No Water In Water Trough January 08 2015, 3 Comments
For a Manitowoc ice machine to make ice, it needs water. No water in a water trough can be caused by a number of issues and I’ll cover the most common issues in this guide. Although some of these solutions may seem simple, it’s important to start with the basics, to ensure your commercial ice machine is working optimally.
Start with ensuring you have water supply to the machine. Just because you have a water line hooked up, does not mean that water is always available. It’s possible that another piece of equipment has been added to the line, that robs the ice machine of water. Another reason could be that the lines are clogged with debris, due to a line breakage.
Next, check the water filter, if your Manitowoc ice machine is equipped with one. Water filters should be changed at least every 6 months, but may need to be changed more frequently. Part of an ice filters job is to take debris out of the water, which will eventually clog the cartridge. If in doubt, change the water filter and check pressures.
If you are sure you have water supply to the ice machine, next check the water inlet valve. A water inlet valve can get trash in it, causing it to clog. Or, the water inlet valve could have failed, not opening at all or not enough to fill the water trough. A Manitowoc water inlet valve is normally closed, which means it will only open when power is supplied to the coil. Check voltage during the water fill cycle, if the valve does not have power, then you may have a control board problem.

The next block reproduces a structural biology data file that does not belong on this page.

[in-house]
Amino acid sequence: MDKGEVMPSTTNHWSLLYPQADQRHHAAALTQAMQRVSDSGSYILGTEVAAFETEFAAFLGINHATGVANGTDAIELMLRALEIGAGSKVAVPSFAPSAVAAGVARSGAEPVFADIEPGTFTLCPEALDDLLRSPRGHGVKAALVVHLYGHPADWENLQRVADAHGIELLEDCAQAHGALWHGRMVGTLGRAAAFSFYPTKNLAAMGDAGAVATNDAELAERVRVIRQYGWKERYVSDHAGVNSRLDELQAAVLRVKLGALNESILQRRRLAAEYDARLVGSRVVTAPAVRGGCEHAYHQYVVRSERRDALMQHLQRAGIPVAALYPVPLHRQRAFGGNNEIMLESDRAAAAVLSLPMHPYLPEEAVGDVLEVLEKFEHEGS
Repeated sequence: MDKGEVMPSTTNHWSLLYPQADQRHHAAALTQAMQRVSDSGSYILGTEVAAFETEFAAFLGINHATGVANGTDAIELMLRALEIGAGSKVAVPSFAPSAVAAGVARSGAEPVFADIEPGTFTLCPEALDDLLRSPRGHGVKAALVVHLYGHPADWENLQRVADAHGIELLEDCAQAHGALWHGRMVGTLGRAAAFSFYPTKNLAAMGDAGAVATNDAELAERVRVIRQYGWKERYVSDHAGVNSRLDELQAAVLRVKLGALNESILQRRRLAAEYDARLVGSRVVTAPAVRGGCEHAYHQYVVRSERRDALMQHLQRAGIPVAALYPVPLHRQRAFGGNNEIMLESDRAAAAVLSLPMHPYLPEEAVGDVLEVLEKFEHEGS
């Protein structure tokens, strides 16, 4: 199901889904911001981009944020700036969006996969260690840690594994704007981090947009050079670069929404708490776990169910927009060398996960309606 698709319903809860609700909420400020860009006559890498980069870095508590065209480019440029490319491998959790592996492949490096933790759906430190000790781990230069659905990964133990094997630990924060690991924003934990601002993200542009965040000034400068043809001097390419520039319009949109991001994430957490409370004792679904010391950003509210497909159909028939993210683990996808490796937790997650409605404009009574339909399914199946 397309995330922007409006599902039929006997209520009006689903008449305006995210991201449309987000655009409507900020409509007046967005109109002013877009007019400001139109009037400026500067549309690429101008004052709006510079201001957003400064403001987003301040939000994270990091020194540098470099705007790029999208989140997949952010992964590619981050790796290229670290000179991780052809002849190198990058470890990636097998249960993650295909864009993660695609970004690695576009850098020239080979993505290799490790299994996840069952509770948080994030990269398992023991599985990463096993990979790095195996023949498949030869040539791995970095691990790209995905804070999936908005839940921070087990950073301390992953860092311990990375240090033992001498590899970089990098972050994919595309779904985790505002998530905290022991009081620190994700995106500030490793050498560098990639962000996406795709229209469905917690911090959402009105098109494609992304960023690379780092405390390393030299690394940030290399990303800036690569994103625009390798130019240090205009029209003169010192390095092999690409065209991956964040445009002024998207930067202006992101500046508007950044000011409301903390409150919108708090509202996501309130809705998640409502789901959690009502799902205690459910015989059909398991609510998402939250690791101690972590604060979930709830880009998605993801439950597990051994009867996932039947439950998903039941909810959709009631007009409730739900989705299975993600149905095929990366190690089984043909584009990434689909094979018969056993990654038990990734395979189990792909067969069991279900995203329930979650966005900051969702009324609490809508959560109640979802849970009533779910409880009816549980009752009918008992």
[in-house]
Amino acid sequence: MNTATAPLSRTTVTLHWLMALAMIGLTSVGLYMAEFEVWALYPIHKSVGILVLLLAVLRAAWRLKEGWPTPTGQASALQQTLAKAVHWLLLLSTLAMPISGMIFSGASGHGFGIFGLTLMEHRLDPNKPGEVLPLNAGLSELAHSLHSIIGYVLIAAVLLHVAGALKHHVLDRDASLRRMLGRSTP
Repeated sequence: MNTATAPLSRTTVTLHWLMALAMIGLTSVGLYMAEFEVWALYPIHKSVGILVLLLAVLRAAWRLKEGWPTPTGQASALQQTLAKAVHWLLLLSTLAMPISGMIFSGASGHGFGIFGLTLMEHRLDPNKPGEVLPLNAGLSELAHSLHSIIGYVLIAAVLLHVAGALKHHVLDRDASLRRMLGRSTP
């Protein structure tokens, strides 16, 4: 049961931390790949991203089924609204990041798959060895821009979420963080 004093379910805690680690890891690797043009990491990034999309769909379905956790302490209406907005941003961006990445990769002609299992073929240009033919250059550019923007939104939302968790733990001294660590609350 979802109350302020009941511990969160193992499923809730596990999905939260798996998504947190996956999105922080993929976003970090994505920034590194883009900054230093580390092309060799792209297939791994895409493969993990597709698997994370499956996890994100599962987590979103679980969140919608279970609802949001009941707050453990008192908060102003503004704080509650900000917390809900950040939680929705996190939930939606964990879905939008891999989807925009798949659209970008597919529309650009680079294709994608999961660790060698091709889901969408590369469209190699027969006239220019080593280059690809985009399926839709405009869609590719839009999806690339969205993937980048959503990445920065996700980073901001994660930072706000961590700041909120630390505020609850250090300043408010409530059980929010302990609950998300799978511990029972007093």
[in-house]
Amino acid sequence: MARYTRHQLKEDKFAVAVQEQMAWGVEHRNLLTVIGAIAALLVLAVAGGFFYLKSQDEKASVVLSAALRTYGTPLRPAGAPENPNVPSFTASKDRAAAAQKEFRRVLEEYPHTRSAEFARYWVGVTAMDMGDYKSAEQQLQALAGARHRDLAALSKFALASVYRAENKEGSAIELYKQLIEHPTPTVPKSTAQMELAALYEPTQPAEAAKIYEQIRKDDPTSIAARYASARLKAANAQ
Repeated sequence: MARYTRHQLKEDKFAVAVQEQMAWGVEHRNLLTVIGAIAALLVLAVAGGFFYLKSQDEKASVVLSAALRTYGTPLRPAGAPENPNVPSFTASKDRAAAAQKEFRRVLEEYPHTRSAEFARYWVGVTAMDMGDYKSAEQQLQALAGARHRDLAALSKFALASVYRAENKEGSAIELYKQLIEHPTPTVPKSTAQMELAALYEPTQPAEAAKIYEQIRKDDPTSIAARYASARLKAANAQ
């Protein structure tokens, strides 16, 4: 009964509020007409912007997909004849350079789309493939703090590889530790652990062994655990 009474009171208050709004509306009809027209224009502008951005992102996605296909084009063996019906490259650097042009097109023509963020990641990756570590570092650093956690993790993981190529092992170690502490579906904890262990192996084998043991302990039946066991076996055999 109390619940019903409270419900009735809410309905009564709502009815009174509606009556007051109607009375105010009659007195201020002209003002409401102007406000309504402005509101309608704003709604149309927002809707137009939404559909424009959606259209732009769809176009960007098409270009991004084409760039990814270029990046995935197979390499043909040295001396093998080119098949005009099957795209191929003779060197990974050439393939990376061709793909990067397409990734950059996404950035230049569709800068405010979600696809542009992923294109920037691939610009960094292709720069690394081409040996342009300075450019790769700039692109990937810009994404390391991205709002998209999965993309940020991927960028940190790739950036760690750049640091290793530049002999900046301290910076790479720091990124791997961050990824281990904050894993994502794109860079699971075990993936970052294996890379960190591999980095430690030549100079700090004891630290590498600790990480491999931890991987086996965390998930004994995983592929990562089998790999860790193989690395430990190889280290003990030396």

Losing the water that is supplied to the ice machine can also cause an empty water trough. This can be caused by a leaking dump valve or a water trough that is damaged or not properly installed. Check the dump valve by removing the drain and see if any water is coming out during the freeze cycle. In addition, a water trough that is hanging loose or cracked, will leak water into the ice storage bin. Look for signs of water outside of the foodzone.
Last, look at your water level probe, to ensure that it’s sensing properly. The board will only tell the inlet valve to open when the water level probe is not satisfied. If the water level light is on, then it’s telling the ice machine that there is water in the trough. If no water is visibly touching the probe, then check for cleanliness or signs of water tracking from the bottom of the evaporator. In most cases, replacement of the water level probe is necessary, if it’s there is too much limescale to get thoroughly cleaned.
If you are still having water problems, feel free to contact us at email@example.com for diagnostic assistance. We will do our best to help get you back in ice.